“The Triangulum Galaxy is the third largest galaxy within the Local group, behind Andromeda and our own Milky Way.  Found in its namesake constellation of Triangulum, this galaxy bears the distinction of the most distant object which can be seen with the naked eye and is a wonderful example of a classic spiral galaxy.  It has enjoyed a rather quiescent life, having evolved without any major tidal interactions with other galaxies and its structure is very uniform as a result.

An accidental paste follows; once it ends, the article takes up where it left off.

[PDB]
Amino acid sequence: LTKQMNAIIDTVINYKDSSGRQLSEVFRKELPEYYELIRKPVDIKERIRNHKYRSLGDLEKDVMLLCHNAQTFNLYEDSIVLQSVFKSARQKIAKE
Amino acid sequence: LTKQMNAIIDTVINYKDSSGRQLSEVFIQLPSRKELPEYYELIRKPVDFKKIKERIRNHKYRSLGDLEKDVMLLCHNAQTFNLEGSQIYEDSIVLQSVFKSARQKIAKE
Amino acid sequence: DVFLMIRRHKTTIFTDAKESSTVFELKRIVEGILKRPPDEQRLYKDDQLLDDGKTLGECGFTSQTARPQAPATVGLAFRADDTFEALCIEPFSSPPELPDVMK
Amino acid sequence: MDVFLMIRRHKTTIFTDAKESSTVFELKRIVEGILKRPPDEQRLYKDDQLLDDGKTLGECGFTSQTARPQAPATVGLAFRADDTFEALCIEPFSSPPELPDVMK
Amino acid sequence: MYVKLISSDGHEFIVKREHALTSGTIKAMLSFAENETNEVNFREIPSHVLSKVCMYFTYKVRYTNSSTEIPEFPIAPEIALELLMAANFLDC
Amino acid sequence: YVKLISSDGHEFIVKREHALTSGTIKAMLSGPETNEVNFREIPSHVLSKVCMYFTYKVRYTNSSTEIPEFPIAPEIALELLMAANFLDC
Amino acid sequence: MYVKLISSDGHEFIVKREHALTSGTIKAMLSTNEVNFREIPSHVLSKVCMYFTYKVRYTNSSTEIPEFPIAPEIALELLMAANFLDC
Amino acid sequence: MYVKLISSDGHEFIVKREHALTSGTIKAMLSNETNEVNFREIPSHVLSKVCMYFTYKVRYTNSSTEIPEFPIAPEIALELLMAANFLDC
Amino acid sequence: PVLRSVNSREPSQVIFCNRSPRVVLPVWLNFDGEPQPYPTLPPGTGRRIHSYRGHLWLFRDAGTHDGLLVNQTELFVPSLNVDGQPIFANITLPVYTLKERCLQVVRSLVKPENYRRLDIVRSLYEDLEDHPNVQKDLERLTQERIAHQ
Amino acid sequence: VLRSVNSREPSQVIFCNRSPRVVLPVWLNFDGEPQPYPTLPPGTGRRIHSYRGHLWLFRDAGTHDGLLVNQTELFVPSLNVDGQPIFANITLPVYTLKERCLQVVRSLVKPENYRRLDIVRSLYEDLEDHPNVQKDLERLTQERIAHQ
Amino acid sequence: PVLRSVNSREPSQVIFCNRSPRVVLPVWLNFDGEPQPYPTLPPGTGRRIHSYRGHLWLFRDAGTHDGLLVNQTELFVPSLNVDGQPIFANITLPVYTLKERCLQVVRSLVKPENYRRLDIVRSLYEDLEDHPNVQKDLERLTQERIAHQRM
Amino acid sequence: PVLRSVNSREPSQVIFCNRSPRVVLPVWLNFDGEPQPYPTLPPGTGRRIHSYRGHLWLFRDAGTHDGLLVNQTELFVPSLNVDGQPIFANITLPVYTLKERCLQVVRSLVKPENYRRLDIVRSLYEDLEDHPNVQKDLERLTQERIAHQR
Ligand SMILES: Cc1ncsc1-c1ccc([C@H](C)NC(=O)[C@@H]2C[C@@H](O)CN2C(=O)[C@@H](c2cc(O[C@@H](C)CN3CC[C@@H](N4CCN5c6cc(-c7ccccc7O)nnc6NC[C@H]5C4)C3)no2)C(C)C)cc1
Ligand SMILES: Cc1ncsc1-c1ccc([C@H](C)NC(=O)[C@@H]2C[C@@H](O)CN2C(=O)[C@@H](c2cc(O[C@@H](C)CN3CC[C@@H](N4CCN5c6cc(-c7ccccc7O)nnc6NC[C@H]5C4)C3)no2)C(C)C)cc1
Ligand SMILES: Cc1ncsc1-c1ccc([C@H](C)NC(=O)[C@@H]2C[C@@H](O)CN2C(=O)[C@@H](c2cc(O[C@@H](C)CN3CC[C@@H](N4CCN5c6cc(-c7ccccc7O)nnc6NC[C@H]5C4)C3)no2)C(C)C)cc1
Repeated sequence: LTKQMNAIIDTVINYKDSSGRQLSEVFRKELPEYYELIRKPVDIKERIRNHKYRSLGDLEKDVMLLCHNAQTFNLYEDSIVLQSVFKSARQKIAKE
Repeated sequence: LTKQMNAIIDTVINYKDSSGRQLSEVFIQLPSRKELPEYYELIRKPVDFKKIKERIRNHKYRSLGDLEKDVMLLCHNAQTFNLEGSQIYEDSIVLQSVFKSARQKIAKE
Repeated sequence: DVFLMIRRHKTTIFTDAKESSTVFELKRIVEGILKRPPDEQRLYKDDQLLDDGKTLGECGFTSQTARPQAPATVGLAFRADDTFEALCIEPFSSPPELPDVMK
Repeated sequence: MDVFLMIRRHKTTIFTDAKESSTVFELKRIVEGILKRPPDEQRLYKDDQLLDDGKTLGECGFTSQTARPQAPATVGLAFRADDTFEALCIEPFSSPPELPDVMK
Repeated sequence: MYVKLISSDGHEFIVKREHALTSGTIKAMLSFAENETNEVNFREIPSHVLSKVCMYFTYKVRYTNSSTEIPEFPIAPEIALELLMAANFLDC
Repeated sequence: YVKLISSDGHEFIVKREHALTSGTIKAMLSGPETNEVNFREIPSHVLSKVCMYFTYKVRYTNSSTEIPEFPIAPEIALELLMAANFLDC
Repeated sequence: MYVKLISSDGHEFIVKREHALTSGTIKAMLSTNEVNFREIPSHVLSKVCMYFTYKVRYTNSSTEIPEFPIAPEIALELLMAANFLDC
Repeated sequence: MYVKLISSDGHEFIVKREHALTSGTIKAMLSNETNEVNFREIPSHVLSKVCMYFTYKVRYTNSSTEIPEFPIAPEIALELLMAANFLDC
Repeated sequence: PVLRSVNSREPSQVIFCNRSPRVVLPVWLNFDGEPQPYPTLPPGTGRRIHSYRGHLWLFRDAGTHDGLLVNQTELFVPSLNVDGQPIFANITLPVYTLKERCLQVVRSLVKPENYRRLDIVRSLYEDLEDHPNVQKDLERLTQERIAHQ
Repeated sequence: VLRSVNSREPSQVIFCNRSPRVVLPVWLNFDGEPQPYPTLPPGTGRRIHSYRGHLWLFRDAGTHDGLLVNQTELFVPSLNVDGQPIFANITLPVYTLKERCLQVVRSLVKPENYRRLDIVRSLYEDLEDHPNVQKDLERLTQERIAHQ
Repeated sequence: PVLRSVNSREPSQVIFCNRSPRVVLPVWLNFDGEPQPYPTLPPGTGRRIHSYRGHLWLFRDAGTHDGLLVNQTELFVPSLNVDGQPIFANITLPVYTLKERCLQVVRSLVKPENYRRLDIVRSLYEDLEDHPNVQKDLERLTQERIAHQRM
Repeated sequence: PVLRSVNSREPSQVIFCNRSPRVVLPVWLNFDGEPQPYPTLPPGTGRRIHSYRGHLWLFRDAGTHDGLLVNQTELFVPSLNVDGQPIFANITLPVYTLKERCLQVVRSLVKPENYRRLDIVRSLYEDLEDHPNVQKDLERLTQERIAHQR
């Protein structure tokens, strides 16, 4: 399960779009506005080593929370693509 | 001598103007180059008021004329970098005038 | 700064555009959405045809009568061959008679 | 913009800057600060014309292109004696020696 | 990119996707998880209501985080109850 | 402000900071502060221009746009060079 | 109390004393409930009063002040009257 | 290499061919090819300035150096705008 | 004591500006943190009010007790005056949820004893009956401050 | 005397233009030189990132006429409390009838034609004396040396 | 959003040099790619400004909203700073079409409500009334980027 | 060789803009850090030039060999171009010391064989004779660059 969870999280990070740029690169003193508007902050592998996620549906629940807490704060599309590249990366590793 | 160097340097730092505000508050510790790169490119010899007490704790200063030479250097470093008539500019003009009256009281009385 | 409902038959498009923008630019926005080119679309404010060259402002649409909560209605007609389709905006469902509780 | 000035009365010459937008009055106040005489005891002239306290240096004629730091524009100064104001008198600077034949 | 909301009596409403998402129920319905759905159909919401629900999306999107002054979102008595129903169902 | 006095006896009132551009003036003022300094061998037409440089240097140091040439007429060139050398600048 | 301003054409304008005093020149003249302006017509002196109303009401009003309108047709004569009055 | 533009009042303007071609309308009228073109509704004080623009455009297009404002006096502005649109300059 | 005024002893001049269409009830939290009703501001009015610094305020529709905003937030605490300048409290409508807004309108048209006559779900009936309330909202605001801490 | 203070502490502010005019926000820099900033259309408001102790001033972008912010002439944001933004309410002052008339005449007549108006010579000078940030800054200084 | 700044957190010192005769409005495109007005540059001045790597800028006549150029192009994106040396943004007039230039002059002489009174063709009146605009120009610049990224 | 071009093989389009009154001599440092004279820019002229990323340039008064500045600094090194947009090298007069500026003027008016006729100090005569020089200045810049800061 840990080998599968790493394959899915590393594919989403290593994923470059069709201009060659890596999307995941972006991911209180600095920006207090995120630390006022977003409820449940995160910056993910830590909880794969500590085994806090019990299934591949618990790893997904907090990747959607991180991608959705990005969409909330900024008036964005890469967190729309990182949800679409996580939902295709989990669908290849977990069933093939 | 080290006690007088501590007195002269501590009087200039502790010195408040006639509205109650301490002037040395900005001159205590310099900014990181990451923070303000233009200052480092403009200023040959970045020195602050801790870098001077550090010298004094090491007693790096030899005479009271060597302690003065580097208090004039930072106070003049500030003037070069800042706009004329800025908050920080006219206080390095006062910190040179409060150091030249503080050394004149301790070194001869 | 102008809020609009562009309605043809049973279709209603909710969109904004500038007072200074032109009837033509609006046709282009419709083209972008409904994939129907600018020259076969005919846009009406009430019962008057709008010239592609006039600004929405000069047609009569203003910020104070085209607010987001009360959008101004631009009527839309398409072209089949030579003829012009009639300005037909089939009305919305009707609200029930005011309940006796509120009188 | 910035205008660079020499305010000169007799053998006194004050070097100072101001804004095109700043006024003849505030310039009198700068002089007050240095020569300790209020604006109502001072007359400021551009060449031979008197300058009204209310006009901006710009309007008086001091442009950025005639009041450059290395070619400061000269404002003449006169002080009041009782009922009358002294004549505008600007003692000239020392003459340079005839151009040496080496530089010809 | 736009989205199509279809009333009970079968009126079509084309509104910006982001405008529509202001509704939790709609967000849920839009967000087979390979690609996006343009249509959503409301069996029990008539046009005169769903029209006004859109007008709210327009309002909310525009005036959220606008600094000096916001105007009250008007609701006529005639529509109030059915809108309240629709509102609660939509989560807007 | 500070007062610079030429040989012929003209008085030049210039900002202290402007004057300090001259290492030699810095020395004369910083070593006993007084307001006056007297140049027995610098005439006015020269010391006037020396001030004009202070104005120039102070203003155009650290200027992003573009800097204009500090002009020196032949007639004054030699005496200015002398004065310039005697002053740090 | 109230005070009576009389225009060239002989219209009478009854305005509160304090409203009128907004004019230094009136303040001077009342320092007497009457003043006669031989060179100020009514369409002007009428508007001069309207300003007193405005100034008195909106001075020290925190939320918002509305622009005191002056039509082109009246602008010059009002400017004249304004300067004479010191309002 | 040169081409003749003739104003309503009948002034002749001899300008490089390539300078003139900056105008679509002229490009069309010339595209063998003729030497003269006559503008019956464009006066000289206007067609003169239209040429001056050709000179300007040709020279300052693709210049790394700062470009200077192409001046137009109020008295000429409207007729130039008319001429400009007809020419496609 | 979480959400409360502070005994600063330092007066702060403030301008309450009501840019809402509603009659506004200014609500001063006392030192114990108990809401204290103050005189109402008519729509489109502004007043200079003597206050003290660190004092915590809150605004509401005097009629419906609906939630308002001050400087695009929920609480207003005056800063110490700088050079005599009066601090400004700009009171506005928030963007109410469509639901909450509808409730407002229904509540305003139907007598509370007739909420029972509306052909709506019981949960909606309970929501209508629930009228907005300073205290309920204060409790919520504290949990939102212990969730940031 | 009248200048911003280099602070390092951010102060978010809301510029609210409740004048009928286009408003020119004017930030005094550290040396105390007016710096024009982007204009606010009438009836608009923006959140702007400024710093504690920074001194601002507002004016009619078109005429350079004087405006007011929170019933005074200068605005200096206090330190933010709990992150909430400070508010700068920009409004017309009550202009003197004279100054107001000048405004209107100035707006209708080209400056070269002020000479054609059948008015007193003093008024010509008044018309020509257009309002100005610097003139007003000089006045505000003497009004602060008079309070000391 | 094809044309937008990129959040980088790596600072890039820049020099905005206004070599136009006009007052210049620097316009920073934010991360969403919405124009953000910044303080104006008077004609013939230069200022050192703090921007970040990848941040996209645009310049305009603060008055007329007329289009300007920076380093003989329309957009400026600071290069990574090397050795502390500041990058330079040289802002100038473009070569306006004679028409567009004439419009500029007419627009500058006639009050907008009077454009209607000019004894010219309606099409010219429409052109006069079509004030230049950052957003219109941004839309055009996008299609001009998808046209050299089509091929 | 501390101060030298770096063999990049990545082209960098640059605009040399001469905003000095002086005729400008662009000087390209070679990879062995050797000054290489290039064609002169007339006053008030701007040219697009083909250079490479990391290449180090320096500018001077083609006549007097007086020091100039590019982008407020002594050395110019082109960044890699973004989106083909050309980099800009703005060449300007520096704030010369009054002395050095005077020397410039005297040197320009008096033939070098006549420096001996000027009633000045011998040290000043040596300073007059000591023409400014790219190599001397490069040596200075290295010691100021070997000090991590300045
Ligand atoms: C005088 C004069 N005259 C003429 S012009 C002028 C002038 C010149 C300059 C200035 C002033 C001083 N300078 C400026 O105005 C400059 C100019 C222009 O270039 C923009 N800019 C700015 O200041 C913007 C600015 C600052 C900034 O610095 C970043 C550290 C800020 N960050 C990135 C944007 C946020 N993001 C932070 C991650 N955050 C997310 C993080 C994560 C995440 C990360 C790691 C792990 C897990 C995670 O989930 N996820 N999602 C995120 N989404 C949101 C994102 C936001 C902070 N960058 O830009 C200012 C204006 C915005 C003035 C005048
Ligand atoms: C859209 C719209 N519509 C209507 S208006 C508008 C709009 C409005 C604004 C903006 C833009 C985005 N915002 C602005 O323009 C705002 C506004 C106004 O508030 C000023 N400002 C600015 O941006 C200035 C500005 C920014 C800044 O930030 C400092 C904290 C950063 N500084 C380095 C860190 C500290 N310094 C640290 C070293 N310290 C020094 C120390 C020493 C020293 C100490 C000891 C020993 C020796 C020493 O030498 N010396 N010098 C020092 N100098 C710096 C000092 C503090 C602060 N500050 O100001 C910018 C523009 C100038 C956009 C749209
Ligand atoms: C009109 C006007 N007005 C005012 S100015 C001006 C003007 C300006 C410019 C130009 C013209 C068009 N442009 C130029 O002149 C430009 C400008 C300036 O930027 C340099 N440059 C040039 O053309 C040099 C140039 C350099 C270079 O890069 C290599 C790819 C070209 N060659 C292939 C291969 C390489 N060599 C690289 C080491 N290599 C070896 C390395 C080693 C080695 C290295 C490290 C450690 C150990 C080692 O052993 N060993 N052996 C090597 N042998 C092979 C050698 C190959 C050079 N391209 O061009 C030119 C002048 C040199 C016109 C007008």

In 2007 astronomers using the Chandra X-ray Observatory, in orbit around Earth, detected the largest stellar-mass black hole ever found within M33.  The 16 solar-mass black hole has an obital stellar companion, and from our vantage point, the black hole eclipses its binary companion, blocking its view, every 3.5 days.

M33 is also an important object to astronomers because it is the ultimate gauge for the darkness of a location.  It takes just a tiny bit of light pollution to eliminate this object from view.”